Manda laughed. ‘He’ll be fourteen years old by now. What do you think, that he’ll have sprouted a grey beard like yours?’
‘Go home, Lady,’ Teif said patiently, ignoring Manda. ‘You have won Brython, the greatest nation in the world after Zeeland. What else is there worth conquering?’
On impulse Xaia sat down and pulled a sea chart towards her. She almost knocked over a wine flagon in doing so; Manda caught it with the reactions of a cat. ‘There’s a whole world! The Scatter is just a patch on the face of the planet. There are the continents, the Belt, the Frysby -’
Teif snorted. ‘The Frysby as you know is a plate of rusted sand, where even the Purple struggles to cling on at the coasts. And the Belt is a strip of land inhabited by relics and wild horses.’
Xaia studied the map. The Belt was a peculiar linear continent that stretched across the world’s latitudes, from north pole to south – much of it uninhabitable, of course, save for the equatorial regions, where it bounded the ocean which contained the Scatter. But Xaia’s sketchy map showed one prominent settlement, called Ararat. She stabbed her finger down. ‘Look at the distances. From here in Manhatun we are as close to Ararat as to Zeeland.’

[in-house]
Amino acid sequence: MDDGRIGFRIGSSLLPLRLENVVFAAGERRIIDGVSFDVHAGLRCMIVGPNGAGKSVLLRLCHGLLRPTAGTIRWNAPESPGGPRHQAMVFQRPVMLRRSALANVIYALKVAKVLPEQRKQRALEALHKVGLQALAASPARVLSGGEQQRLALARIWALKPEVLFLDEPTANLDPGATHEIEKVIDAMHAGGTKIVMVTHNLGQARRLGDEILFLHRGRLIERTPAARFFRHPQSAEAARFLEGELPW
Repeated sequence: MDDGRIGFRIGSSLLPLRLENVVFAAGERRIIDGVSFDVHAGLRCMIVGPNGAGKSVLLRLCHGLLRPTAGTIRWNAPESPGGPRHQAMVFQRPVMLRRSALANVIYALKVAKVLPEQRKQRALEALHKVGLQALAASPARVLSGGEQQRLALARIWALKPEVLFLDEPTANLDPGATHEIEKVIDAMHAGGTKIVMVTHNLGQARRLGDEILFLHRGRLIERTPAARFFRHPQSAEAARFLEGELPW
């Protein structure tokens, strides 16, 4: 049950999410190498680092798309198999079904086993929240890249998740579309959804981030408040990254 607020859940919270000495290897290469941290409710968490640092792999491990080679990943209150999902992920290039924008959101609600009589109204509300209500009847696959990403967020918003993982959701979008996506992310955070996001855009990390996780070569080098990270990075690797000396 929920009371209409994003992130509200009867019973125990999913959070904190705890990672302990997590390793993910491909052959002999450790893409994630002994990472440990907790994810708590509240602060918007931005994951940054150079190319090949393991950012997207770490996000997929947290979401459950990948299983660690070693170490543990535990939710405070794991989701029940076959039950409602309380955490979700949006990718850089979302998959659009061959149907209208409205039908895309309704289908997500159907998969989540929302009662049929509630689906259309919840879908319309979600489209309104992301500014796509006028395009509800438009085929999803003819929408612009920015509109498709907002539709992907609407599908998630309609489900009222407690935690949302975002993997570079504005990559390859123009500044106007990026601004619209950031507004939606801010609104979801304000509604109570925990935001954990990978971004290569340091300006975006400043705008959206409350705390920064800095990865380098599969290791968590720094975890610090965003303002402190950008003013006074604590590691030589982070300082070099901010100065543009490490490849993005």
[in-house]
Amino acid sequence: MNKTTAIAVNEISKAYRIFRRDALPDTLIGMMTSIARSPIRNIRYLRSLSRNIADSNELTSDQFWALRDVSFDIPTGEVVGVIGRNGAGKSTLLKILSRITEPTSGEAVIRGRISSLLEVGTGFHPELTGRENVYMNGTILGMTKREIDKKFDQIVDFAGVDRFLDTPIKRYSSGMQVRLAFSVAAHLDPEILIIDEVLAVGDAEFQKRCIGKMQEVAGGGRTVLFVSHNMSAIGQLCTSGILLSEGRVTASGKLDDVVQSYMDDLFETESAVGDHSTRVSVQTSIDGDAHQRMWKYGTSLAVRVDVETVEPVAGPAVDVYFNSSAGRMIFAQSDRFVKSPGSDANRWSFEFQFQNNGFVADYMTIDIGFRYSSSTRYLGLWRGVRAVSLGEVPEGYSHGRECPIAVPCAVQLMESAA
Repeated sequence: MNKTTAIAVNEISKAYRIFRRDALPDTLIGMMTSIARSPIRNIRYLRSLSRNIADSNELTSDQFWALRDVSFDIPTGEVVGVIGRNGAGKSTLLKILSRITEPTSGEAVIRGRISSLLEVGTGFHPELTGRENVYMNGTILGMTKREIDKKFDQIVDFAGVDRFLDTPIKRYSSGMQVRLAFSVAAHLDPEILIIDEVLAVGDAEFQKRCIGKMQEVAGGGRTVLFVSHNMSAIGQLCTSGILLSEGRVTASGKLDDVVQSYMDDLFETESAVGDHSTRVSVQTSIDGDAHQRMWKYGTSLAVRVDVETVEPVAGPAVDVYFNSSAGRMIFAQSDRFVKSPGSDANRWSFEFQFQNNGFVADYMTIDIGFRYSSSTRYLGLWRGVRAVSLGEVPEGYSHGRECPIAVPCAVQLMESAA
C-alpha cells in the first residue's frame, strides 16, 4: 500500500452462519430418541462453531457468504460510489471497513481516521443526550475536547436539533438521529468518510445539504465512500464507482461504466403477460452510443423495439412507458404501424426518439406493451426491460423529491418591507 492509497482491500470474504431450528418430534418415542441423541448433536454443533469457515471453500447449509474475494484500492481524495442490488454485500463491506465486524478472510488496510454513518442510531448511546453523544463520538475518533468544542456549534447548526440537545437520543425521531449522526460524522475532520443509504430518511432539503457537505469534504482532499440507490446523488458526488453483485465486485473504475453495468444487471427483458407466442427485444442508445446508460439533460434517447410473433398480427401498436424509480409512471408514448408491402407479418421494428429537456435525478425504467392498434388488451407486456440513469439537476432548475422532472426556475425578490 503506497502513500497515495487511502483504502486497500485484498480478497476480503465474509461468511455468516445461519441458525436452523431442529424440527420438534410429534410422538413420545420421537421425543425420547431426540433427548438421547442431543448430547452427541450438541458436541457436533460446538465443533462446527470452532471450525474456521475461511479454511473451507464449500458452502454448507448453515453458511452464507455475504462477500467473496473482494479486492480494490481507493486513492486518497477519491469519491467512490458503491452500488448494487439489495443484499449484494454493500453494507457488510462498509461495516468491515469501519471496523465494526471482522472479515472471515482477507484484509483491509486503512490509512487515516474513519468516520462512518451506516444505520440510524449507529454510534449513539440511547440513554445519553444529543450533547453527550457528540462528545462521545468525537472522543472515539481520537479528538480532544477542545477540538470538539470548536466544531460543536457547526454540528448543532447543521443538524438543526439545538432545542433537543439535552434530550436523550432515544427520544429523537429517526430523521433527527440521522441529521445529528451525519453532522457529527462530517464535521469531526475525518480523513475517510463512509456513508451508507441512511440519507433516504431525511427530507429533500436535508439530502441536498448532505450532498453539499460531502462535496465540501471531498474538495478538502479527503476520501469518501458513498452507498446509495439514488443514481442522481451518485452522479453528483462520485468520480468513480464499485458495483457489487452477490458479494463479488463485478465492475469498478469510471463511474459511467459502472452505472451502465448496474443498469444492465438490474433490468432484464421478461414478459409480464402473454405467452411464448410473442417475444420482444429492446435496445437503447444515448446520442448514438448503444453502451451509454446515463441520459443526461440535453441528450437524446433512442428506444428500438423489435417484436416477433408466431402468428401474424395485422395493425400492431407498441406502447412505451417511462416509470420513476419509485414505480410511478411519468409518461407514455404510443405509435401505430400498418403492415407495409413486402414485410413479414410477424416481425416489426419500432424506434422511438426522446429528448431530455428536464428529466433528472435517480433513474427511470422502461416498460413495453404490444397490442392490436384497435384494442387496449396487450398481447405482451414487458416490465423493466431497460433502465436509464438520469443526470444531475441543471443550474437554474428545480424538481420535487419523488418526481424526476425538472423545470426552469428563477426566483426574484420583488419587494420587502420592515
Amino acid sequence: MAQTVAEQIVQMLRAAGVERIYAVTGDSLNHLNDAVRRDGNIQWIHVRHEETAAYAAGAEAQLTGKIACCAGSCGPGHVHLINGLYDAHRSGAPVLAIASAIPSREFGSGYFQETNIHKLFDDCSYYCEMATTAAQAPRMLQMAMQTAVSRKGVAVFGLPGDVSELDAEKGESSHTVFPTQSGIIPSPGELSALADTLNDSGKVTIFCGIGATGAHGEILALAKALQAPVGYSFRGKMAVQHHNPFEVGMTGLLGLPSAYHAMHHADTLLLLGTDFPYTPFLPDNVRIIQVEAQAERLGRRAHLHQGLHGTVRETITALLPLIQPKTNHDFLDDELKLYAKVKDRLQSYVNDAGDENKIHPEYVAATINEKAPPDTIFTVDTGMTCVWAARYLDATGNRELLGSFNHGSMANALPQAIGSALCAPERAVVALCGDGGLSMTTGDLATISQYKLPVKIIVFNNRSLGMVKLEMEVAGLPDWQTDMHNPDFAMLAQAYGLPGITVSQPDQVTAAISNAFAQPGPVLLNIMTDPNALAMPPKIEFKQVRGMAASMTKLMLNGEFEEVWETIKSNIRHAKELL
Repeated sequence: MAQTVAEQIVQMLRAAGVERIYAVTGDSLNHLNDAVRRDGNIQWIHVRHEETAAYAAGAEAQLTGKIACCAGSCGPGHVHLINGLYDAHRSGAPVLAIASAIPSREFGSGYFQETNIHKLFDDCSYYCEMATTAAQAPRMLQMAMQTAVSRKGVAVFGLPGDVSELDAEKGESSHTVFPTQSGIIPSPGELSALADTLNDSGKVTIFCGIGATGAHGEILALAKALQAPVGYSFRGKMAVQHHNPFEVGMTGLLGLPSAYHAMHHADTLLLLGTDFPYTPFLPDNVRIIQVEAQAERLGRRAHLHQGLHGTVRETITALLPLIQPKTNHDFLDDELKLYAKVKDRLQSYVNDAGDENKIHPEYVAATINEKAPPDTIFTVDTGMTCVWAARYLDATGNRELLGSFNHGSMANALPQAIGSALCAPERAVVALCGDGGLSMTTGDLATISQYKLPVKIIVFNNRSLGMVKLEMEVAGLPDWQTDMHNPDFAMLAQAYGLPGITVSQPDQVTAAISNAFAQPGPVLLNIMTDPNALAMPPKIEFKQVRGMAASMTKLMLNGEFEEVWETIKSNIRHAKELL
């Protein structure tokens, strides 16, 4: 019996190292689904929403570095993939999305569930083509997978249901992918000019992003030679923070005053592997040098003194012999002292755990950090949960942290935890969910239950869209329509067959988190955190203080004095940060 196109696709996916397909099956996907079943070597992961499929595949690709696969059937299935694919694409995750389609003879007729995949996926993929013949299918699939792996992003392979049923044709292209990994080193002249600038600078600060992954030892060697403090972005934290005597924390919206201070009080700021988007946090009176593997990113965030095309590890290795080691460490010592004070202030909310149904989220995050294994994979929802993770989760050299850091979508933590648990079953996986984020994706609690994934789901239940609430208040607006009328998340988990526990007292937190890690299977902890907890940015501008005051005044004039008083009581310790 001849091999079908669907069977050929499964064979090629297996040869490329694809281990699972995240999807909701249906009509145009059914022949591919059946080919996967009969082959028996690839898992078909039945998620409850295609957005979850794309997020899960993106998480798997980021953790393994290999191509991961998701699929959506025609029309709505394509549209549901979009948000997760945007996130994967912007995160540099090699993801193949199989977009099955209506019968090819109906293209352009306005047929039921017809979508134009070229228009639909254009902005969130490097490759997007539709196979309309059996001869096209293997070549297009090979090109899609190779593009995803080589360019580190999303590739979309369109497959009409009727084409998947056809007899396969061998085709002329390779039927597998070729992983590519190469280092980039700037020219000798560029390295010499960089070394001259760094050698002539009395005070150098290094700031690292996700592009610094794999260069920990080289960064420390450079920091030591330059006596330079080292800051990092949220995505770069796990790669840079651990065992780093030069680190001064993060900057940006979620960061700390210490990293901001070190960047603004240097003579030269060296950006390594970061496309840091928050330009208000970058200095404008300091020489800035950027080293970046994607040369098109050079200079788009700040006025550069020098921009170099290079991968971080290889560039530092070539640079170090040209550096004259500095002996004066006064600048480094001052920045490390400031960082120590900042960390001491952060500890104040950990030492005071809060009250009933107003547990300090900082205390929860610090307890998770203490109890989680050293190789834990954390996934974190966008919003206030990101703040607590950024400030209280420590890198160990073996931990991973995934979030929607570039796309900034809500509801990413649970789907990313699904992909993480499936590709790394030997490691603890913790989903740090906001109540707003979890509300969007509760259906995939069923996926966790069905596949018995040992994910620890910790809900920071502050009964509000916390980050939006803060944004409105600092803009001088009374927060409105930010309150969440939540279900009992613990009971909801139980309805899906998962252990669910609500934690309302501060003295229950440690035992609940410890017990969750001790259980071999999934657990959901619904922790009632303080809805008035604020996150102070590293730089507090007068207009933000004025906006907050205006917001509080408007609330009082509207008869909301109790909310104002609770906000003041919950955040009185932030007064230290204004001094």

Manda nodded. ‘We could sail there and back before the end of coolsummer.’
‘Ararat is the city established where the Founders landed. Don’t they have the Shuttle itself? Who knows what other Founder treasure we might find? And the rest of the Belt is pretty much unexplored ...’
Teif looked as if he was regretting starting the conversation. ‘What are you talking about? You can’t seriously be thinking of mounting some kind of expedition to the Belt! It’s world-spanning - and worthless.’
Manda snapped back, ‘But even the Brythonics have legends of the City of the Living Dead, to be found to the far north of the Belt. Alien treasure.’
Xaia felt the hairs on her arms prickle, despite the smothering heat.
‘Or the far south, as others say,’ Teif said scornfully. ‘Anywhere out of reach, that’s where treasure always lies. Ask the scholars of the Four Universities, who have preserved much of the Founders’ lore. There’s precious little there about a City of the Living Dead. Nothing in the surveys the Founders made from orbit before they landed -’